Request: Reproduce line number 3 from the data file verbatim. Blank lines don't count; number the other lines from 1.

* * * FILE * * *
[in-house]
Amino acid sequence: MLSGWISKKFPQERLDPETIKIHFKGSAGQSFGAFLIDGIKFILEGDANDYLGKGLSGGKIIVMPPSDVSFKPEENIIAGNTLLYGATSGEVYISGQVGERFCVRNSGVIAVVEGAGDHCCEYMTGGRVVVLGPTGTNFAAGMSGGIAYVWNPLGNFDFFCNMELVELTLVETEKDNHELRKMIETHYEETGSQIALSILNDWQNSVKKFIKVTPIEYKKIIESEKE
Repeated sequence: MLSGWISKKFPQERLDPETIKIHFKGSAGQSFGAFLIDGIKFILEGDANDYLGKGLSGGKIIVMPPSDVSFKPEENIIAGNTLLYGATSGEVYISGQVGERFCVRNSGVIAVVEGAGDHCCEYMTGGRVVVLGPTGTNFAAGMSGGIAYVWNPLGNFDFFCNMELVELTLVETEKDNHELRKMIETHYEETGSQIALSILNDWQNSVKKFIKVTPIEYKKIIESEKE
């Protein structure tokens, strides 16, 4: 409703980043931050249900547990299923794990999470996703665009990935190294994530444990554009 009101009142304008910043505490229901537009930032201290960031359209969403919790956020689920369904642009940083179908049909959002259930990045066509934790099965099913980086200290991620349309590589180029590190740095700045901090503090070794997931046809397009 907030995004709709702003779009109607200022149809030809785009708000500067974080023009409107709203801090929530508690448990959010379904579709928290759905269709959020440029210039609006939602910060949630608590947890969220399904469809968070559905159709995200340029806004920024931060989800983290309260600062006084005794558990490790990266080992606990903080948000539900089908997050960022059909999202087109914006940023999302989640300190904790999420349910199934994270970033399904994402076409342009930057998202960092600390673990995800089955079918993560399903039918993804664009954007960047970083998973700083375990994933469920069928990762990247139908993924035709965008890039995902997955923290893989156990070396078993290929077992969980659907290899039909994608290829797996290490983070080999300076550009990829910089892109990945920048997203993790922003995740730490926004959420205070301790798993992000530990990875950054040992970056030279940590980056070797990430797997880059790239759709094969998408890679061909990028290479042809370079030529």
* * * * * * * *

Repeated sequence: MLSGWISKKFPQERLDPETIKIHFKGSAGQSFGAFLIDGIKFILEGDANDYLGKGLSGGKIIVMPPSDVSFKPEENIIAGNTLLYGATSGEVYISGQVGERFCVRNSGVIAVVEGAGDHCCEYMTGGRVVVLGPTGTNFAAGMSGGIAYVWNPLGNFDFFCNMELVELTLVETEKDNHELRKMIETHYEETGSQIALSILNDWQNSVKKFIKVTPIEYKKIIESEKE